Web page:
Claimant Demands / Roofer Behavior – These factors also fall under the Claim Severity item previously discussed but deserves a little more detail. Simply put, if enough policy holders in an area suffer minor loss, but demand full replacement from the policy – for example, insisting on full roof replacement when simple repair would be more appropriate – this creates a “tragedy of the commons” effect, where policy costs increase region-wide as a result. Some behavior even veers into potential fraud which costs the US insuring industry in the billions. These costs are then borne by the rest of us.
Litigation – There have been some unscrupulous practices by roofers acting as claims adjusters, barratry on the part of attorney firms and public adjusters, and other bad actors which have driven up the total cost of storms. Every insured should know that they have the right to pursue a second opinion and can claim for supplemental damages not originally included in their loss without having to resort to the need of litigation. These factors combine to impact the affordability and the availability of insurance both regionally and across Texas.
Roof Age - Depreciation/Discounts/Surcharges – The industry has developed new discounted rates for newer roofing and may vary its calculated replacement value based upon the age and condition of an older roof. Because older roofs are more susceptible to damage from a storm than newer roofs, and can more readily be repaired if partially damaged, this practice seeks to reward the homeowner for a newer and therefore more protective roof.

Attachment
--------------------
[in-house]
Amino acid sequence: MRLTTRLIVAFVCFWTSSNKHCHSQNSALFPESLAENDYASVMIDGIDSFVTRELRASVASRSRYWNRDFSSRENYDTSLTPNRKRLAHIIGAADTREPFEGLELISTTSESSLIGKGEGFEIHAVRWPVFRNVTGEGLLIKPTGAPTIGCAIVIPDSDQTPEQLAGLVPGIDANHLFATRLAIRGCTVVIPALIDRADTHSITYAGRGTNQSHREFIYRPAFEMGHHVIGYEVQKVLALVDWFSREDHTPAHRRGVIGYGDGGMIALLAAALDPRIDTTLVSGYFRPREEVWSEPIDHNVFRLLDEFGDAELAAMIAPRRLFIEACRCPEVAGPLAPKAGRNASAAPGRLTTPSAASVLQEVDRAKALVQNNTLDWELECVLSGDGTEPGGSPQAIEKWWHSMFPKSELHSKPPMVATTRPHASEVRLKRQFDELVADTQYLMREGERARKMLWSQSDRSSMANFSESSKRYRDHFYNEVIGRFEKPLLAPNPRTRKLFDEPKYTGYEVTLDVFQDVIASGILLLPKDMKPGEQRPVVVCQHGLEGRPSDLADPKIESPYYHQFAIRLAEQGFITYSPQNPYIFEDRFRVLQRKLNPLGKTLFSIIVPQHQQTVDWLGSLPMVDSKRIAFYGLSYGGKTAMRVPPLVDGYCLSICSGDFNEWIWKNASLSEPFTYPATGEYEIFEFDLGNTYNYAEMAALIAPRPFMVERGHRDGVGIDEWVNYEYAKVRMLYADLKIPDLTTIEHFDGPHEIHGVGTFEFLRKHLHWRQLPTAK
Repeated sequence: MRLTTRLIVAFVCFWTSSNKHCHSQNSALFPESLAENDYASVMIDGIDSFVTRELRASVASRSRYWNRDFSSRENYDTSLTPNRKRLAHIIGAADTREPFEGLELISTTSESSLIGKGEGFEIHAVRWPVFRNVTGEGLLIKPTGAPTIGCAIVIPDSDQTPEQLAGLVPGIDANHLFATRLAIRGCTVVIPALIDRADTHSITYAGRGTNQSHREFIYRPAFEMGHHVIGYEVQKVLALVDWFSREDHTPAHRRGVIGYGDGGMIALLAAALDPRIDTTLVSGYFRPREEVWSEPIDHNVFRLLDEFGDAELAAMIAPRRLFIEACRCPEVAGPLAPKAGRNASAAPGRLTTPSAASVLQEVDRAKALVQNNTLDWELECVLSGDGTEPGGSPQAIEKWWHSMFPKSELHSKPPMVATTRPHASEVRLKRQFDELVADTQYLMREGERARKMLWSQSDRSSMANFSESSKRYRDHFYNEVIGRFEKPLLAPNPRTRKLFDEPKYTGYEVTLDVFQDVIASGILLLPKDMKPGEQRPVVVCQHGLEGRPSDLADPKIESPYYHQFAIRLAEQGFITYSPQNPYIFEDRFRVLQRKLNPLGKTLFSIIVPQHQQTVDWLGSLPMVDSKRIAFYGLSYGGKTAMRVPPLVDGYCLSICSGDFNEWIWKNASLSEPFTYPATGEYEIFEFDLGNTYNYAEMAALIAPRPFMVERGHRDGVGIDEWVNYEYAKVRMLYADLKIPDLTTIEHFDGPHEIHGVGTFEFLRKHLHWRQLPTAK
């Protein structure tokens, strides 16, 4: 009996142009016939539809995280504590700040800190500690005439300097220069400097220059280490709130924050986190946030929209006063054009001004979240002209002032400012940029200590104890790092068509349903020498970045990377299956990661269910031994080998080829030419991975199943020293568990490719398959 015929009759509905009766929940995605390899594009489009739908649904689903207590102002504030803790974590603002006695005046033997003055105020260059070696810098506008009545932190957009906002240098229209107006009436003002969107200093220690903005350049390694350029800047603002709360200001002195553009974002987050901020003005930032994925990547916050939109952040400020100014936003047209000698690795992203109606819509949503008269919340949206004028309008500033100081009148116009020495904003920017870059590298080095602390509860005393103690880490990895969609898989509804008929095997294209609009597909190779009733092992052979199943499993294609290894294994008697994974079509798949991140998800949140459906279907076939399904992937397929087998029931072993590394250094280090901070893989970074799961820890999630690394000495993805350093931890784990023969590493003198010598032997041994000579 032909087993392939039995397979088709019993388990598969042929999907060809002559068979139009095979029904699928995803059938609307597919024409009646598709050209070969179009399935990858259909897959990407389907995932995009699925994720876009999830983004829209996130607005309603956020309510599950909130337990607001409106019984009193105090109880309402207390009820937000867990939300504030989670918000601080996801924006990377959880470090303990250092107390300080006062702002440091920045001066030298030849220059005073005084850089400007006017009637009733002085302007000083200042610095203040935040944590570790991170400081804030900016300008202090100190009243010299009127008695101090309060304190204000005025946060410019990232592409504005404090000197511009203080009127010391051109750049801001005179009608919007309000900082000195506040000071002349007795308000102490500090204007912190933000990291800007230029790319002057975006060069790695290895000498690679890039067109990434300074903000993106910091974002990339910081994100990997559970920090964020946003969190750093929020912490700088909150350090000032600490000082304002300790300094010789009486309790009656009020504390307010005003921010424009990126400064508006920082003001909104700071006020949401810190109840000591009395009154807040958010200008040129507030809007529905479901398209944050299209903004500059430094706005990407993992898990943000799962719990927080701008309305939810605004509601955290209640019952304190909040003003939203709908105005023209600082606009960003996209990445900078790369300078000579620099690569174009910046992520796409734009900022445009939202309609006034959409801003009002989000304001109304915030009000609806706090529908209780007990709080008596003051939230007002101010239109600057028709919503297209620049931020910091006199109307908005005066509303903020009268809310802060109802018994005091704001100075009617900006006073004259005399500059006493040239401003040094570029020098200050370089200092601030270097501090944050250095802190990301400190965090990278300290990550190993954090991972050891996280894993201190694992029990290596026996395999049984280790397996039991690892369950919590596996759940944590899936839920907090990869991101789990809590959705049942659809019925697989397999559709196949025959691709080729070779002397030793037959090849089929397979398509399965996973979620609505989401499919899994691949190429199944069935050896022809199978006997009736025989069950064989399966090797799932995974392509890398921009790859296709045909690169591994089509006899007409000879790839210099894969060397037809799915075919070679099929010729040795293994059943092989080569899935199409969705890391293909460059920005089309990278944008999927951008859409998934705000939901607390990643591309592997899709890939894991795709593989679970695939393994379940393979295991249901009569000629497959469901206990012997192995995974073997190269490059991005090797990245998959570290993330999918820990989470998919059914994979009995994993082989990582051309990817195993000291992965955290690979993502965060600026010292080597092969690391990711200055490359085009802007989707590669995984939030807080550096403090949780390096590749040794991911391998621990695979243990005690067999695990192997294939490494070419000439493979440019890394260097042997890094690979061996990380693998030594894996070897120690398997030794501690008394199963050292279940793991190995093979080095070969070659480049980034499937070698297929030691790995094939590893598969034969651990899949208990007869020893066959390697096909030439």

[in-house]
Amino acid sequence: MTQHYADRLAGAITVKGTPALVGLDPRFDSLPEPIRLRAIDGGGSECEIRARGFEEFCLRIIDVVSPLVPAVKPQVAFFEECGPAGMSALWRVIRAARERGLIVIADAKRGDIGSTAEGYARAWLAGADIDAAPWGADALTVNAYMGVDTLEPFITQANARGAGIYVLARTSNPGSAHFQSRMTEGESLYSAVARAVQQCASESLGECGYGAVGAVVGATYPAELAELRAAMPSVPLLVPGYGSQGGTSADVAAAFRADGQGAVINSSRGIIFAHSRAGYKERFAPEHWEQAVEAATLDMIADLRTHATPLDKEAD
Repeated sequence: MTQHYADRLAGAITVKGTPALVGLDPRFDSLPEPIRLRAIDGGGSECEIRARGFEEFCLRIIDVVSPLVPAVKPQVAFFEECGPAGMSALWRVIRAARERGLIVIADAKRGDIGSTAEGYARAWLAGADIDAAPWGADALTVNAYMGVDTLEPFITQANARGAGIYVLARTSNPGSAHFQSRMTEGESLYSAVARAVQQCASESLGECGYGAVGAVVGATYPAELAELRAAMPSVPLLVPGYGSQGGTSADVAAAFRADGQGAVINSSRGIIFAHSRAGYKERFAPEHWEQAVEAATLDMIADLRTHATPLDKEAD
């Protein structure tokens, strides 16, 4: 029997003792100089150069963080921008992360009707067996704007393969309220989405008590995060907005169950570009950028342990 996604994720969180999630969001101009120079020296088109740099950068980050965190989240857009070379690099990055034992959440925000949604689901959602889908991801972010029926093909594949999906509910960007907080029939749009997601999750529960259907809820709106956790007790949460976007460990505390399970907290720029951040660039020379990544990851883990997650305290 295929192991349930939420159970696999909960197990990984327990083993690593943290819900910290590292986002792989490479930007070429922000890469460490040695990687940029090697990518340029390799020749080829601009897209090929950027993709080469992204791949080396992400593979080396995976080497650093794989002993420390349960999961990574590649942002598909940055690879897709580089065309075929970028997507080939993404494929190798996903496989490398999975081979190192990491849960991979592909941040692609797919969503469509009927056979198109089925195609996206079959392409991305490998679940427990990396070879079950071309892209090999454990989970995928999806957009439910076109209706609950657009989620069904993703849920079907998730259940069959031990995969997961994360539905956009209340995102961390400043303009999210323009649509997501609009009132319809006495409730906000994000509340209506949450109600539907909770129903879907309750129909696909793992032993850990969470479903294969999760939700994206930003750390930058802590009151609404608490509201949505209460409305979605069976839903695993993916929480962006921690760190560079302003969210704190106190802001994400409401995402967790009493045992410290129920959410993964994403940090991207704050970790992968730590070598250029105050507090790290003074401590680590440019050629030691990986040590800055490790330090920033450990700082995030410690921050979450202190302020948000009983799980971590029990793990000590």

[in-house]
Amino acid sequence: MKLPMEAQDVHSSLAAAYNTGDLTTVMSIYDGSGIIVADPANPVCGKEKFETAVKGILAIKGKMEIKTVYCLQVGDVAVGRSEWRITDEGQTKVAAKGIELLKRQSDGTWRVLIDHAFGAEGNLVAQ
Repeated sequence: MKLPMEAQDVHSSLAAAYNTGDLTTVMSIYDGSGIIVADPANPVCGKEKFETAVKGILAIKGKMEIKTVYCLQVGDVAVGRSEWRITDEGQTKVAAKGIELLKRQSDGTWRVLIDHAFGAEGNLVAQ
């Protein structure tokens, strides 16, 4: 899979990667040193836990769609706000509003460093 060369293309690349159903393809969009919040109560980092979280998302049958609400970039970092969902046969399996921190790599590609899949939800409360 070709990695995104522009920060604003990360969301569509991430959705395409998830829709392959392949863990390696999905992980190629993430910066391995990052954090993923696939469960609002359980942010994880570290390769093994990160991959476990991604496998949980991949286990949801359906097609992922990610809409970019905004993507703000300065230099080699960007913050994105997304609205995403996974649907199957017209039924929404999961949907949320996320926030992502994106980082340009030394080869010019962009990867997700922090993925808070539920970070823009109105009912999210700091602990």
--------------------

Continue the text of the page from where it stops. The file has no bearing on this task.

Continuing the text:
Fire Protection – When a home is being remodeled or refurbished, the homeowner should consider replacing its wood or vinyl siding with cement type siding. This can earn an improved rate like a brick veneer home receives.
Alarm Systems – Having a third-party answerable alarm can earn you a discount. So can smart home devices like leak detectors, doorbell cameras and other sensors. Companies want to partner with a homeowner who likes adding these security devices to help protect the risk.
Age of the home – While you cannot make a home younger, you can replace the roof which gets a discount from several carriers. As a home ages, its components may need to be renovated or refurbished – which can affect its ability to withstand damage from or even suffer a loss.
Plumbing / Electrical Updates – Most carriers expect an older home to be updated. They don’t wish to insure cast iron pipes, aluminum wiring, outdated electrical panels, or old fixtures and connections which can leak due to deterioration. Air conditioners, washing machines and water heaters all become more prone to failure as they age. So periodic replacement as recommended will guarantee insurability especially by preferred carriers which offer better rates for coverage due to the lower risk.